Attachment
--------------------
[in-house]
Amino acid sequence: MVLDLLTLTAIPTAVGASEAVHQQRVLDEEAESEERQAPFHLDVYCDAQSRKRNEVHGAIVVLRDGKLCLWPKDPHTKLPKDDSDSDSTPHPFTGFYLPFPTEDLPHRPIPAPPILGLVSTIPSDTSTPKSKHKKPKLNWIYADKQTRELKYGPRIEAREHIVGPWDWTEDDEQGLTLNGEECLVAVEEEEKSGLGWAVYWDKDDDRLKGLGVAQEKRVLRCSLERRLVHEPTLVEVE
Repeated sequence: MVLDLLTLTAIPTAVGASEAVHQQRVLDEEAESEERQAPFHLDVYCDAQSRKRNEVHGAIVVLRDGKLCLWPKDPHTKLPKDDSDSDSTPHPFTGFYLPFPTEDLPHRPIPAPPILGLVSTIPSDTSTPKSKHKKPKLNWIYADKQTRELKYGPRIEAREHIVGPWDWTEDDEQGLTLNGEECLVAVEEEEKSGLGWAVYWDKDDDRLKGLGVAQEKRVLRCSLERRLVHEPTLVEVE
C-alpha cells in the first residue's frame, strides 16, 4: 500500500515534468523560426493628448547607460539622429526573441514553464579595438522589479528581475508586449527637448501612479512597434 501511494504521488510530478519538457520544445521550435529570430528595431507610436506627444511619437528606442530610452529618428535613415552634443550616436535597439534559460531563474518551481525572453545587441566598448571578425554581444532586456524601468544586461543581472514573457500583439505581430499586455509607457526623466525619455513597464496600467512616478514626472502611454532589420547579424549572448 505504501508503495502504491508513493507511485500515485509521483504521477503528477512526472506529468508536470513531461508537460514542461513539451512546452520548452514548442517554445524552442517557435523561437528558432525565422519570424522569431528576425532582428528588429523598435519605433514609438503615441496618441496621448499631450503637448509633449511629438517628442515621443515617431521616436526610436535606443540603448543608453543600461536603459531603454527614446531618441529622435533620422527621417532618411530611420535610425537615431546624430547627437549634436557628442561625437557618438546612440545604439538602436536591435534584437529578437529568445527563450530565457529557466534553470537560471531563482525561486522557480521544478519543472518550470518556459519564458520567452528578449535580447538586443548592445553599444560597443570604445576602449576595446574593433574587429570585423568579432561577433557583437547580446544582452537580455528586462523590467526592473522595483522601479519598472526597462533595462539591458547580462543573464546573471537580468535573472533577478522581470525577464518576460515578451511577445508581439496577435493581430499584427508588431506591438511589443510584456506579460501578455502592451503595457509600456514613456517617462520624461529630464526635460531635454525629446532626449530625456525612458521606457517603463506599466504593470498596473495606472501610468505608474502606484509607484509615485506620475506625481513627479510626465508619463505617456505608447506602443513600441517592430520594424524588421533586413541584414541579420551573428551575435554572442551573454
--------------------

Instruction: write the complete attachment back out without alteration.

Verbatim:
[in-house]
Amino acid sequence: MVLDLLTLTAIPTAVGASEAVHQQRVLDEEAESEERQAPFHLDVYCDAQSRKRNEVHGAIVVLRDGKLCLWPKDPHTKLPKDDSDSDSTPHPFTGFYLPFPTEDLPHRPIPAPPILGLVSTIPSDTSTPKSKHKKPKLNWIYADKQTRELKYGPRIEAREHIVGPWDWTEDDEQGLTLNGEECLVAVEEEEKSGLGWAVYWDKDDDRLKGLGVAQEKRVLRCSLERRLVHEPTLVEVE
Repeated sequence: MVLDLLTLTAIPTAVGASEAVHQQRVLDEEAESEERQAPFHLDVYCDAQSRKRNEVHGAIVVLRDGKLCLWPKDPHTKLPKDDSDSDSTPHPFTGFYLPFPTEDLPHRPIPAPPILGLVSTIPSDTSTPKSKHKKPKLNWIYADKQTRELKYGPRIEAREHIVGPWDWTEDDEQGLTLNGEECLVAVEEEEKSGLGWAVYWDKDDDRLKGLGVAQEKRVLRCSLERRLVHEPTLVEVE
C-alpha cells in the first residue's frame, strides 16, 4: 500500500515534468523560426493628448547607460539622429526573441514553464579595438522589479528581475508586449527637448501612479512597434 501511494504521488510530478519538457520544445521550435529570430528595431507610436506627444511619437528606442530610452529618428535613415552634443550616436535597439534559460531563474518551481525572453545587441566598448571578425554581444532586456524601468544586461543581472514573457500583439505581430499586455509607457526623466525619455513597464496600467512616478514626472502611454532589420547579424549572448 505504501508503495502504491508513493507511485500515485509521483504521477503528477512526472506529468508536470513531461508537460514542461513539451512546452520548452514548442517554445524552442517557435523561437528558432525565422519570424522569431528576425532582428528588429523598435519605433514609438503615441496618441496621448499631450503637448509633449511629438517628442515621443515617431521616436526610436535606443540603448543608453543600461536603459531603454527614446531618441529622435533620422527621417532618411530611420535610425537615431546624430547627437549634436557628442561625437557618438546612440545604439538602436536591435534584437529578437529568445527563450530565457529557466534553470537560471531563482525561486522557480521544478519543472518550470518556459519564458520567452528578449535580447538586443548592445553599444560597443570604445576602449576595446574593433574587429570585423568579432561577433557583437547580446544582452537580455528586462523590467526592473522595483522601479519598472526597462533595462539591458547580462543573464546573471537580468535573472533577478522581470525577464518576460515578451511577445508581439496577435493581430499584427508588431506591438511589443510584456506579460501578455502592451503595457509600456514613456517617462520624461529630464526635460531635454525629446532626449530625456525612458521606457517603463506599466504593470498596473495606472501610468505608474502606484509607484509615485506620475506625481513627479510626465508619463505617456505608447506602443513600441517592430520594424524588421533586413541584414541579420551573428551575435554572442551573454